In a Nutshell: Who doesn’t dream of financial independence? Brad Barrett and Jonathan Mendonsa did and used the Financial Independence Retire Early (FIRE) movement to take their financial futures into their own hands. Barrett achieved financial independence at 35 and Mendonsa paid down $168,000 in student loans in just four years. The duo launched the “ChooseFI” podcast in 2017 with the goal of helping others learn how to achieve financial independence. What began as a podcast is now a brand packed with valuable resources, including a blog, videos, and a book. ChooseFI launched its second podcast, “Everyday Courage,” in January 2020. Hosted by Jillian Johnsrud, the show addresses living intentionally as an extension of the financial independence mindset.
Becky and Stephen Heptig worked and raised a family for many years without giving much thought to finances. Of course, there were ups and downs, but the couple made a decent living and provided for their children.
Eventually, after two of Stephen’s clients failed to pay him — amounting to about one year’s salary — the Heptigs had to reassess their laissez-faire approach to finance. So, at age 50, Becky and her husband began a journey to financial independence that led them from struggling to buy groceries to retirement at age 63.
Becky discussed her family’s financial journey on episode 152 of “ChooseFI,” a personal finance podcast that helps listeners achieve their goals of financial independence, or, FI.
The Heptigs were already on their path to FI when they were introduced to the “ChooseFI” podcast. The show further invigorated their drive to be frugal, and they were able to move their retirement date from age 67 to 63.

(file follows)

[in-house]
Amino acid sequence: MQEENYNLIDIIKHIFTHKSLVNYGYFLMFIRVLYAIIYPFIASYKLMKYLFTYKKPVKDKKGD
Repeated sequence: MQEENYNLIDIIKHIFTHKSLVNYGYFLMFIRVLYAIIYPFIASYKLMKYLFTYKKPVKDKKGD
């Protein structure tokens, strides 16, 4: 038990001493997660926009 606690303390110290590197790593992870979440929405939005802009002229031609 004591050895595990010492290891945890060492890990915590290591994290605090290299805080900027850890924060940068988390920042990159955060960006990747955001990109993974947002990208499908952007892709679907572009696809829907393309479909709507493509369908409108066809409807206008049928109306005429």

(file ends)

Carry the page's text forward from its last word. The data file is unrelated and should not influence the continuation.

“So, in just over 10 years this couple who — quote-unquote — started late was able to turn it all around and still reach financial independence and retire early,” said Ashley Barnett, Editor in Chief at ChooseFI.
We recently spoke to Barnett about the ChooseFI network, which includes the podcast as well as articles, videos, other online resources, and a strong community of listeners.
The “ChooseFI” Podcast is the Tent Pole Supporting a Multimedia Network of Sound Financial Advice
Jonathan Mendonsa discovered the Financial Independence Retire Early movement after graduating from pharmacy school at 28 years old with $168,000 in student loans. By age 32, Mendonsa was out of debt and moving toward financial independence.
Brad Barrett achieved financial independence at age 35 after a career working as a CPA.
The Richmond-based duo decided to document their financial journeys and help others accelerate their own paths to financial independence, and launched the “ChooseFI” podcast in January 2017.
“The co-hosts (…) discuss personal finance topics such as reducing expenses, eliminating debt, and building passive income streams through online businesses and real estate,” according to ChooseFI. “They also document their own personal efforts to optimize and enrich their happiness, relationships, careers, and health.”
Each episode contains entertaining content, actionable tips, and guests — some of whom are from the ChooseFI listener community — sharing their own stories about paying off debt, traveling the world for free, and more.
The podcast quickly made a splash and today has more than 12 million downloads in 190 countries, an active Facebook group with 52,000-plus members, and has ChooseFI local groups in cities around the world. The show received a Plutus Award for Podcast of the Year and was voted the No. 1 personal finance podcast in the world in a Rockstar Finance personal finance blogger poll.
It wasn’t long before the “ChooseFI” podcast evolved into a rich network of resources that now includes an informative blog, a trove of videos (ChooseFI TV) on YouTube, an e-newsletter, and much more. Barrett and Mendonsa also co-authored a ChooseFI book with Chris Mamula which was published in October 2019.
Barnett said she has been a finance blogger since 2008 and met Mendonsa and Barrett at a financial conference in 2017 when they were looking for someone to run the ChooseFI blog.